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From Jeremy Boynes <>
Subject Config management and installation
Date Sun, 15 May 2005 20:48:54 GMT
A couple of questions keep coming up about Geronimo's configuration 
management system; things like:

* How do I change things during installation?
* How do I change things when the server is not running?
* Are we going to give the configuration plans to users?
* WTF is all this stuff anyway?

I was going to include background here but thought it was easier to 
place it directly on the wiki. It can be found at:

With that in mind, here we go ...

During installation we are really doing three things:
1) Installing the kernel and configuration management system
2) Installing the configuration bundles we want this server to run
3) Performing local-server configuration overrides

The first is easy, just install the jars and any of their dependencies 
in the appropriate place. The user will need to specify where that is, 
and will need to specify the configuration management system being used 
(e.g. what are the default Repository, ConfigurationManager and 
ConfigStore implementations).

This gives us a minimal environment where we can install other 
configuration bundles and which can run *inside the installer.* On to 
phase two.

--- Phase Two

Which configuration bundles to install will depend on just what the user 
wants this server to do: is it full J2EE or just the web teir? do they 
want the deployment system configured? is this just an app client 
environment? Based on the responses, the installer can build a list of 
configuration bundles to install, and then use the environment built in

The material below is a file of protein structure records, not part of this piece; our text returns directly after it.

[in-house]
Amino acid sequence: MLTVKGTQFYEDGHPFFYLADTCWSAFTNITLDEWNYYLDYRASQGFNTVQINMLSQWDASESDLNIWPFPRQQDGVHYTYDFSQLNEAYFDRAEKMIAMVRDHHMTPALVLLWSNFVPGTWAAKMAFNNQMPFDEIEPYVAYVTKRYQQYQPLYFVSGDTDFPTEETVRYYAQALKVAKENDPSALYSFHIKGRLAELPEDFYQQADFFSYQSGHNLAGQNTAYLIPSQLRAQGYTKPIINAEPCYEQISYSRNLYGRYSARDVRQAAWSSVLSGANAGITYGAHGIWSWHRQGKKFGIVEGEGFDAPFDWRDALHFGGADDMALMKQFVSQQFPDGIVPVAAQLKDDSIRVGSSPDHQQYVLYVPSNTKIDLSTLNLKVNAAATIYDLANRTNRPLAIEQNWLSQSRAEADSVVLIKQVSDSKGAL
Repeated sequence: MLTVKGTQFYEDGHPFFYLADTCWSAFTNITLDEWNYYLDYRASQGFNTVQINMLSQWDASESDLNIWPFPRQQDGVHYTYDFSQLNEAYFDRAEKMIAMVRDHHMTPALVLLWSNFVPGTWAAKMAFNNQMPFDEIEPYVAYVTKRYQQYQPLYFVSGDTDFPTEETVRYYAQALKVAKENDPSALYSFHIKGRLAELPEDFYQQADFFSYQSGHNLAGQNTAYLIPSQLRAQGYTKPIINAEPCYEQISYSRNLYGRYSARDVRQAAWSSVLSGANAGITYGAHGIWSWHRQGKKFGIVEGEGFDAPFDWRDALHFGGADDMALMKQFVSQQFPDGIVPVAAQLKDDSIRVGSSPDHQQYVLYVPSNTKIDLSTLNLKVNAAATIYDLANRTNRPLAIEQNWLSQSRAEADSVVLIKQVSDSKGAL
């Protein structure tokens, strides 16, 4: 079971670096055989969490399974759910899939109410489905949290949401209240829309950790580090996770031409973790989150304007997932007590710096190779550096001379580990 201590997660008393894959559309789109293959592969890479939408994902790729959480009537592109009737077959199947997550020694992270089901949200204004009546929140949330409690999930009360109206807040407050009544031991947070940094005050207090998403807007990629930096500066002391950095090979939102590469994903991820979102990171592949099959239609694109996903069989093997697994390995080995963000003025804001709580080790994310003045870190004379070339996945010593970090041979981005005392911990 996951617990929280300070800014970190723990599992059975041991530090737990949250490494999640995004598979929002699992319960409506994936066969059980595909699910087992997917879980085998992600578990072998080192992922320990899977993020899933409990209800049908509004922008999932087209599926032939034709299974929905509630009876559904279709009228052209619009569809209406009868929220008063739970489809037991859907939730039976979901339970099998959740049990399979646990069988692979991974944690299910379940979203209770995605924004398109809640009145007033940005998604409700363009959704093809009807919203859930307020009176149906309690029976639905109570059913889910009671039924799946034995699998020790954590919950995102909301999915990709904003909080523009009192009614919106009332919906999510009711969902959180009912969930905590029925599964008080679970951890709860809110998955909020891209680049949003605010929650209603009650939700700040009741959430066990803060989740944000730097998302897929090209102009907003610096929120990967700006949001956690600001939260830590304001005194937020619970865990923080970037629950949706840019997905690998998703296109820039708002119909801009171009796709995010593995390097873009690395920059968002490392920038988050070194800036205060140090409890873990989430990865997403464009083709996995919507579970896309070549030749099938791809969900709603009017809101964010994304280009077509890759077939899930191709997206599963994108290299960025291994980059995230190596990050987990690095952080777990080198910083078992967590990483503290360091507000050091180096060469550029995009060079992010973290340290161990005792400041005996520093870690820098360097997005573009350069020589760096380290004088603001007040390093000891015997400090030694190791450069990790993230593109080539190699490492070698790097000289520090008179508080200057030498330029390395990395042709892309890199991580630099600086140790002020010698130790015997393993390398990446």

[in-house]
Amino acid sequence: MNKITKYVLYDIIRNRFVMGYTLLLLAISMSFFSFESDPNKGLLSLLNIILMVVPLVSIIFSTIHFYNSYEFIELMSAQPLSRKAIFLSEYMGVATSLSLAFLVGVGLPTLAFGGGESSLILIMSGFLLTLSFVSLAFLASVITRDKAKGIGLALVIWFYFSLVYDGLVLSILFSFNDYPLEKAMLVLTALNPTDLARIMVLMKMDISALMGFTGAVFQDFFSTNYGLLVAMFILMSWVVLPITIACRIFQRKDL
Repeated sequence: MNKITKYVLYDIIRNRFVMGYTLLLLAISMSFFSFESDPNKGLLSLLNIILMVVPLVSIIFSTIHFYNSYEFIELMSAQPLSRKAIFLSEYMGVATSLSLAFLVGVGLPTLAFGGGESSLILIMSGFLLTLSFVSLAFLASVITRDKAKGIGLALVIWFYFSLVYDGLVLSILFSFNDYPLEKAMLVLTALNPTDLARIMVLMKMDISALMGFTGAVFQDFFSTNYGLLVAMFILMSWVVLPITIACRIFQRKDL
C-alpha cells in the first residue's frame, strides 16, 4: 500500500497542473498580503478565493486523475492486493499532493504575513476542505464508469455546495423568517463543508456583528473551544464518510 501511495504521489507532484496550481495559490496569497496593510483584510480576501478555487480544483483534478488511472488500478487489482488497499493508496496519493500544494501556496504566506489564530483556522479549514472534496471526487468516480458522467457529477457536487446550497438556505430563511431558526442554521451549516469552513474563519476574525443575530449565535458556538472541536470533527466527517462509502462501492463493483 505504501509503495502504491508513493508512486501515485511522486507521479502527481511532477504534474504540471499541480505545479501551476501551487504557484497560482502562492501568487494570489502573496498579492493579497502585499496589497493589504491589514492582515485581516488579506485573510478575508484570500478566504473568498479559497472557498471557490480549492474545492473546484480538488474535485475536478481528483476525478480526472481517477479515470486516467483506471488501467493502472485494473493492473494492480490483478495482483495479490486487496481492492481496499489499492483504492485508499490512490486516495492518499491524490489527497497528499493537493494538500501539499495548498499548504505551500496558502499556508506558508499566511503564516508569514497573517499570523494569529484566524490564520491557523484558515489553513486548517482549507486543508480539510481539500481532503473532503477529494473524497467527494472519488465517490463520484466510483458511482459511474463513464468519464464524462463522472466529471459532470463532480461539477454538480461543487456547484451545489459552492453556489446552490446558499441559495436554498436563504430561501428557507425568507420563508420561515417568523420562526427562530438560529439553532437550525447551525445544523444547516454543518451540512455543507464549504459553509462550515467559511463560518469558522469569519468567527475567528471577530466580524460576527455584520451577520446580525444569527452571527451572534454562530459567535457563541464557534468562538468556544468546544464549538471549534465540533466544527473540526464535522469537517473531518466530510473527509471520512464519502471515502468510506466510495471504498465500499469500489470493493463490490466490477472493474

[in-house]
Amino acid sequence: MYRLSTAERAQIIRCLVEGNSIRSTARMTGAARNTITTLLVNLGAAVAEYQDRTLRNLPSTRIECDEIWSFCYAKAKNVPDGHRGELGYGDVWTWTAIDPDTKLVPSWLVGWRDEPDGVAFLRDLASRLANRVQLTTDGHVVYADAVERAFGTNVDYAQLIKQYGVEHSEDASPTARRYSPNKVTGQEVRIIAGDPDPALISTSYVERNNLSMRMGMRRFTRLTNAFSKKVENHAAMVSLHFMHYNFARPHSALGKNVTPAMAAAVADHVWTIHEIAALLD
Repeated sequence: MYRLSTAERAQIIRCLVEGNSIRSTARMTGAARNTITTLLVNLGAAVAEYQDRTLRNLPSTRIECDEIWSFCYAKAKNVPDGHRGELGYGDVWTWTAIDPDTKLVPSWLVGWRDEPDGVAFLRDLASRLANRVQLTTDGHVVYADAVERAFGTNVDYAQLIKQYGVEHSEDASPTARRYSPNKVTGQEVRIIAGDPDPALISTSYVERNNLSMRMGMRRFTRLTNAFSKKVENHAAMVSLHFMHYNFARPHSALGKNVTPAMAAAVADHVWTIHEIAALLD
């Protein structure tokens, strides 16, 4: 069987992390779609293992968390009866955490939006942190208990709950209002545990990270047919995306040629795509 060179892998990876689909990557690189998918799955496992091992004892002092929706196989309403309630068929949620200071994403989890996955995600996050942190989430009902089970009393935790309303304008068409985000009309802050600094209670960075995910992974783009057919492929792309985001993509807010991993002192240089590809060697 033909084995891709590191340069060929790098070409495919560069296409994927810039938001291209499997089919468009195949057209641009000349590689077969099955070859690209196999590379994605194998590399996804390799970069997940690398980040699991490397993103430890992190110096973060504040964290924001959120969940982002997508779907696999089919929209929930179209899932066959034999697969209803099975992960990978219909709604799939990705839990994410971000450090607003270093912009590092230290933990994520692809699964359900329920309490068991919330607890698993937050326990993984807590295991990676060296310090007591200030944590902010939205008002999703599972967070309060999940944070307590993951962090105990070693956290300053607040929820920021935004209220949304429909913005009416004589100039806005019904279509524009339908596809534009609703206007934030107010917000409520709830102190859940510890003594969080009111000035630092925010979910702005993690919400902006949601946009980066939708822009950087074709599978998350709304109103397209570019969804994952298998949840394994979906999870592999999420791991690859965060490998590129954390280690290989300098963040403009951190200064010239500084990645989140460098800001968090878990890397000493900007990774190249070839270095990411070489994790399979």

phase one to to install them.

This leaves us with a server environment built to the user's 
specification with standard bundles installed. That may be enough, but 
if there are local overrides needed, on to phase three.

--- Phase Three

Once the bundles have been installed, the user may still have local 
overrides. For example, we may have installed a generic HTTP connector 
listening on port 8080 and they may want to change that.

The installer has access to the Configuration instances it installed and 
to the persistent properties of the GBeans they contain. Values 
specified in the installer can be used to override those property values 
simply by setting the GBean attributes. The GBeans do not need to be 
started to do that so there is no risk of conflict with other things 
running on the system.

When the installer shuts down its kernel the GBean state will be 
persisted, ready to be restored the first time the user starts the server.


There is no requirement here to give the actual source plans to users. 
They don't form a very friendly UI :-) and instead we should be using 
steps in the installer for the local configuration. Is there an easy way 
to make that modular (e.g. by including helper code in the bundle itself)?

Having said that, the plans do form the ultimate definition of what the 
bundle will contain and I would include them in the distro as 
documentation and so that users don't have to get them from a source 
bundle. We did that with Gluecode's distro.


OK, I hope that makes some kind of sense. If it sounds vaguely familiar, 
it should do - it is very similay to how the assembly module pulls 
things together. I'd almost be tempted to describe installation as 


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